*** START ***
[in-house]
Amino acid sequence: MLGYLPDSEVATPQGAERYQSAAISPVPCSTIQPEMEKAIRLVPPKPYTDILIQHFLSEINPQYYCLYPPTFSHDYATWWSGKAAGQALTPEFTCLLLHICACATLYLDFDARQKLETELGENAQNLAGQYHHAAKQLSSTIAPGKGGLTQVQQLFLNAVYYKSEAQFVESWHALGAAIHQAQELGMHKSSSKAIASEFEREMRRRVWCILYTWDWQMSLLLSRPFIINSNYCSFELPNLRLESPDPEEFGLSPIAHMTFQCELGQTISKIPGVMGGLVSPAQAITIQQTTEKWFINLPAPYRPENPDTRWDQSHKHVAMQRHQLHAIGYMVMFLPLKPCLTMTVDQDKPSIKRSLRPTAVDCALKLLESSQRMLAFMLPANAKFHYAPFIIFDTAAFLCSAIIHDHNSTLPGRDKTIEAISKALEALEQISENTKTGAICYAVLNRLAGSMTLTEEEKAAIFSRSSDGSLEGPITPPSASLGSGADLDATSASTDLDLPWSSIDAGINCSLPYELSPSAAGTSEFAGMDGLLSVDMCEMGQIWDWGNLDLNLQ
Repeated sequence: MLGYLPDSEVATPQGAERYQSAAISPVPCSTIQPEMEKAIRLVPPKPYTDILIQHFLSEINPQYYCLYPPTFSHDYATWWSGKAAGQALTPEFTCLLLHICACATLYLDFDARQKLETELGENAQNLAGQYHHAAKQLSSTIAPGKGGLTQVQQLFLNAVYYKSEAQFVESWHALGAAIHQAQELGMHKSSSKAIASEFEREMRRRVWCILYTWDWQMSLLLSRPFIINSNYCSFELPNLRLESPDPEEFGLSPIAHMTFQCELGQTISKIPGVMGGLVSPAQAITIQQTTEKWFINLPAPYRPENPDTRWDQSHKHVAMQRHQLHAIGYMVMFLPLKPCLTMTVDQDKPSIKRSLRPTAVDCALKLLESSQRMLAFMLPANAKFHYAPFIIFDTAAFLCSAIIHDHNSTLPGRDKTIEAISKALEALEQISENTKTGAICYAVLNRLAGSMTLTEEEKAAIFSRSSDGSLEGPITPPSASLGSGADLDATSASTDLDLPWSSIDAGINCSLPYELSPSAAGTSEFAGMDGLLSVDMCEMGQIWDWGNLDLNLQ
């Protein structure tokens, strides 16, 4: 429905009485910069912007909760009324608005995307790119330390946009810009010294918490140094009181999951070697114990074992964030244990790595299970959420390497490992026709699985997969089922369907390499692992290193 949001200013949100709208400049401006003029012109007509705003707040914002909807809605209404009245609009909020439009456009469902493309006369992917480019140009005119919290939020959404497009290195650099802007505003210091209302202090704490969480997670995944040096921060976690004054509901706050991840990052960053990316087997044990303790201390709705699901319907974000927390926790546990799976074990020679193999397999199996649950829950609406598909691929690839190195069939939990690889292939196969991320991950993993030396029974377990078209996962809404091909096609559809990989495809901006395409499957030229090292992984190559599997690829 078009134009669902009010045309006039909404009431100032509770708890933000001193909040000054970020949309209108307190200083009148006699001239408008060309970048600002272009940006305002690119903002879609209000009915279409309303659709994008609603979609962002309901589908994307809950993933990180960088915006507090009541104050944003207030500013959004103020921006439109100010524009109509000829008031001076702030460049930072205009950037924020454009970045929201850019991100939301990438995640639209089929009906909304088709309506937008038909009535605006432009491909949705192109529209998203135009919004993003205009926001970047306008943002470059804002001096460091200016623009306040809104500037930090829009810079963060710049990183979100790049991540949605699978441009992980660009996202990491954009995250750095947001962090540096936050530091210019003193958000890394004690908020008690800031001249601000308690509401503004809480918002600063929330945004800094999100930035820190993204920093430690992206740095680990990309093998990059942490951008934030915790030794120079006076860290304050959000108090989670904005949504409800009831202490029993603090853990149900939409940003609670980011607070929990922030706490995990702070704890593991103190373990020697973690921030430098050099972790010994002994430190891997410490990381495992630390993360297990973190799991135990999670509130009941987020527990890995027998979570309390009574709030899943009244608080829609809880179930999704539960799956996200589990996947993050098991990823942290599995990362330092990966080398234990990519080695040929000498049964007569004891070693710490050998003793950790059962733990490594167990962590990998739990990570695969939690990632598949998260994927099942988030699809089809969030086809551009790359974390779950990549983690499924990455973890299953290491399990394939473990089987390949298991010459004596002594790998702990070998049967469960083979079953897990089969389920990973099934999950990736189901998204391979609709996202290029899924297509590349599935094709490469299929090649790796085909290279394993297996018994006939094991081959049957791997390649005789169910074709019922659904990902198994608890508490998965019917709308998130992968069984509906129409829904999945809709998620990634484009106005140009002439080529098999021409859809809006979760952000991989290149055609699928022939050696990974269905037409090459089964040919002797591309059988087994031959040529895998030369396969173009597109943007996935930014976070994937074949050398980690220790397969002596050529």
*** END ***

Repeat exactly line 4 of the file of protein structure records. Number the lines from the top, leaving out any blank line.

């Protein structure tokens, strides 16, 4: 429905009485910069912007909760009324608005995307790119330390946009810009010294918490140094009181999951070697114990074992964030244990790595299970959420390497490992026709699985997969089922369907390499692992290193 949001200013949100709208400049401006003029012109007509705003707040914002909807809605209404009245609009909020439009456009469902493309006369992917480019140009005119919290939020959404497009290195650099802007505003210091209302202090704490969480997670995944040096921060976690004054509901706050991840990052960053990316087997044990303790201390709705699901319907974000927390926790546990799976074990020679193999397999199996649950829950609406598909691929690839190195069939939990690889292939196969991320991950993993030396029974377990078209996962809404091909096609559809990989495809901006395409499957030229090292992984190559599997690829 078009134009669902009010045309006039909404009431100032509770708890933000001193909040000054970020949309209108307190200083009148006699001239408008060309970048600002272009940006305002690119903002879609209000009915279409309303659709994008609603979609962002309901589908994307809950993933990180960088915006507090009541104050944003207030500013959004103020921006439109100010524009109509000829008031001076702030460049930072205009950037924020454009970045929201850019991100939301990438995640639209089929009906909304088709309506937008038909009535605006432009491909949705192109529209998203135009919004993003205009926001970047306008943002470059804002001096460091200016623009306040809104500037930090829009810079963060710049990183979100790049991540949605699978441009992980660009996202990491954009995250750095947001962090540096936050530091210019003193958000890394004690908020008690800031001249601000308690509401503004809480918002600063929330945004800094999100930035820190993204920093430690992206740095680990990309093998990059942490951008934030915790030794120079006076860290304050959000108090989670904005949504409800009831202490029993603090853990149900939409940003609670980011607070929990922030706490995990702070704890593991103190373990020697973690921030430098050099972790010994002994430190891997410490990381495992630390993360297990973190799991135990999670509130009941987020527990890995027998979570309390009574709030899943009244608080829609809880179930999704539960799956996200589990996947993050098991990823942290599995990362330092990966080398234990990519080695040929000498049964007569004891070693710490050998003793950790059962733990490594167990962590990998739990990570695969939690990632598949998260994927099942988030699809089809969030086809551009790359974390779950990549983690499924990455973890299953290491399990394939473990089987390949298991010459004596002594790998702990070998049967469960083979079953897990089969389920990973099934999950990736189901998204391979609709996202290029899924297509590349599935094709490469299929090649790796085909290279394993297996018994006939094991081959049957791997390649005789169910074709019922659904990902198994608890508490998965019917709308998130992968069984509906129409829904999945809709998620990634484009106005140009002439080529098999021409859809809006979760952000991989290149055609699928022939050696990974269905037409090459089964040919002797591309059988087994031959040529895998030369396969173009597109943007996935930014976070994937074949050398980690220790397969002596050529």